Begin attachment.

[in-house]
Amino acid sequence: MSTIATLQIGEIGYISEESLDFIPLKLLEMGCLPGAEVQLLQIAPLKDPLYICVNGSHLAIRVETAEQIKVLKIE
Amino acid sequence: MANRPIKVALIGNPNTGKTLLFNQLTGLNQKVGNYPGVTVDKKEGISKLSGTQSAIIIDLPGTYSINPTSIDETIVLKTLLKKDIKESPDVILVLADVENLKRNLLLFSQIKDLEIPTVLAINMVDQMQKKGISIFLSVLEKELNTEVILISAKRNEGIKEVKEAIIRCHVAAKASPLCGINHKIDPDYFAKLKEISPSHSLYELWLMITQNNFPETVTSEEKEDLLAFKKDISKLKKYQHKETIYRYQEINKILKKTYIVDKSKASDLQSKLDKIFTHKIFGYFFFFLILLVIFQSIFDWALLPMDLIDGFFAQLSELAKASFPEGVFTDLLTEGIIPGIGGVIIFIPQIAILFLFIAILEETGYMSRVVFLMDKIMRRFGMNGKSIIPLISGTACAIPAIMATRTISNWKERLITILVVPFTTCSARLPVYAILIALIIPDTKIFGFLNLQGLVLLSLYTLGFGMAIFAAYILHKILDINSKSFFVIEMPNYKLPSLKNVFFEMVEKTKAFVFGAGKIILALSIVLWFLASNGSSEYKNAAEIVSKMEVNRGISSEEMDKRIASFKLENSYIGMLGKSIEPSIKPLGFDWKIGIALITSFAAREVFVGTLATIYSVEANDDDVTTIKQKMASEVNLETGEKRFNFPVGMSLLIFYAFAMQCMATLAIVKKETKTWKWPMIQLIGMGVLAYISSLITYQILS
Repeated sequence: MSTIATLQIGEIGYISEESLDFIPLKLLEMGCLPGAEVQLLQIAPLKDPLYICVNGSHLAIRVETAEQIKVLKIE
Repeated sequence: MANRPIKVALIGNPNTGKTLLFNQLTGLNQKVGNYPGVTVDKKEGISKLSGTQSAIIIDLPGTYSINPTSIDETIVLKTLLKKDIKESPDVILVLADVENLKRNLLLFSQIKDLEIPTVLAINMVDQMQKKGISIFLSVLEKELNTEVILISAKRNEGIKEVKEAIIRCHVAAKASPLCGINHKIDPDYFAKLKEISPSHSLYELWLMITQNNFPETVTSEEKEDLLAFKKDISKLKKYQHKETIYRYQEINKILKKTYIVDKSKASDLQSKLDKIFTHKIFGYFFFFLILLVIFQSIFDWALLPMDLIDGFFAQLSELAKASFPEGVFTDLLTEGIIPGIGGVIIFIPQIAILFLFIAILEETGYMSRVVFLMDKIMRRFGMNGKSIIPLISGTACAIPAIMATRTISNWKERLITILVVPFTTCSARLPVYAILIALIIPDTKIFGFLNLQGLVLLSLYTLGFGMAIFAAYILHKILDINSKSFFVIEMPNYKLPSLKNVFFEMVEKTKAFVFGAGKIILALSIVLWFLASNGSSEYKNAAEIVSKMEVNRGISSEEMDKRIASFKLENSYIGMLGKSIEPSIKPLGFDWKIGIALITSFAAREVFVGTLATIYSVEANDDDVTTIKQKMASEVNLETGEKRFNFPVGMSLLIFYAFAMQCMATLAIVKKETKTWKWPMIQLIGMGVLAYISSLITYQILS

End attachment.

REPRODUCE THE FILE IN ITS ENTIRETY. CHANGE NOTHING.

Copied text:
[in-house]
Amino acid sequence: MSTIATLQIGEIGYISEESLDFIPLKLLEMGCLPGAEVQLLQIAPLKDPLYICVNGSHLAIRVETAEQIKVLKIE
Amino acid sequence: MANRPIKVALIGNPNTGKTLLFNQLTGLNQKVGNYPGVTVDKKEGISKLSGTQSAIIIDLPGTYSINPTSIDETIVLKTLLKKDIKESPDVILVLADVENLKRNLLLFSQIKDLEIPTVLAINMVDQMQKKGISIFLSVLEKELNTEVILISAKRNEGIKEVKEAIIRCHVAAKASPLCGINHKIDPDYFAKLKEISPSHSLYELWLMITQNNFPETVTSEEKEDLLAFKKDISKLKKYQHKETIYRYQEINKILKKTYIVDKSKASDLQSKLDKIFTHKIFGYFFFFLILLVIFQSIFDWALLPMDLIDGFFAQLSELAKASFPEGVFTDLLTEGIIPGIGGVIIFIPQIAILFLFIAILEETGYMSRVVFLMDKIMRRFGMNGKSIIPLISGTACAIPAIMATRTISNWKERLITILVVPFTTCSARLPVYAILIALIIPDTKIFGFLNLQGLVLLSLYTLGFGMAIFAAYILHKILDINSKSFFVIEMPNYKLPSLKNVFFEMVEKTKAFVFGAGKIILALSIVLWFLASNGSSEYKNAAEIVSKMEVNRGISSEEMDKRIASFKLENSYIGMLGKSIEPSIKPLGFDWKIGIALITSFAAREVFVGTLATIYSVEANDDDVTTIKQKMASEVNLETGEKRFNFPVGMSLLIFYAFAMQCMATLAIVKKETKTWKWPMIQLIGMGVLAYISSLITYQILS
Repeated sequence: MSTIATLQIGEIGYISEESLDFIPLKLLEMGCLPGAEVQLLQIAPLKDPLYICVNGSHLAIRVETAEQIKVLKIE
Repeated sequence: MANRPIKVALIGNPNTGKTLLFNQLTGLNQKVGNYPGVTVDKKEGISKLSGTQSAIIIDLPGTYSINPTSIDETIVLKTLLKKDIKESPDVILVLADVENLKRNLLLFSQIKDLEIPTVLAINMVDQMQKKGISIFLSVLEKELNTEVILISAKRNEGIKEVKEAIIRCHVAAKASPLCGINHKIDPDYFAKLKEISPSHSLYELWLMITQNNFPETVTSEEKEDLLAFKKDISKLKKYQHKETIYRYQEINKILKKTYIVDKSKASDLQSKLDKIFTHKIFGYFFFFLILLVIFQSIFDWALLPMDLIDGFFAQLSELAKASFPEGVFTDLLTEGIIPGIGGVIIFIPQIAILFLFIAILEETGYMSRVVFLMDKIMRRFGMNGKSIIPLISGTACAIPAIMATRTISNWKERLITILVVPFTTCSARLPVYAILIALIIPDTKIFGFLNLQGLVLLSLYTLGFGMAIFAAYILHKILDINSKSFFVIEMPNYKLPSLKNVFFEMVEKTKAFVFGAGKIILALSIVLWFLASNGSSEYKNAAEIVSKMEVNRGISSEEMDKRIASFKLENSYIGMLGKSIEPSIKPLGFDWKIGIALITSFAAREVFVGTLATIYSVEANDDDVTTIKQKMASEVNLETGEKRFNFPVGMSLLIFYAFAMQCMATLAIVKKETKTWKWPMIQLIGMGVLAYISSLITYQILS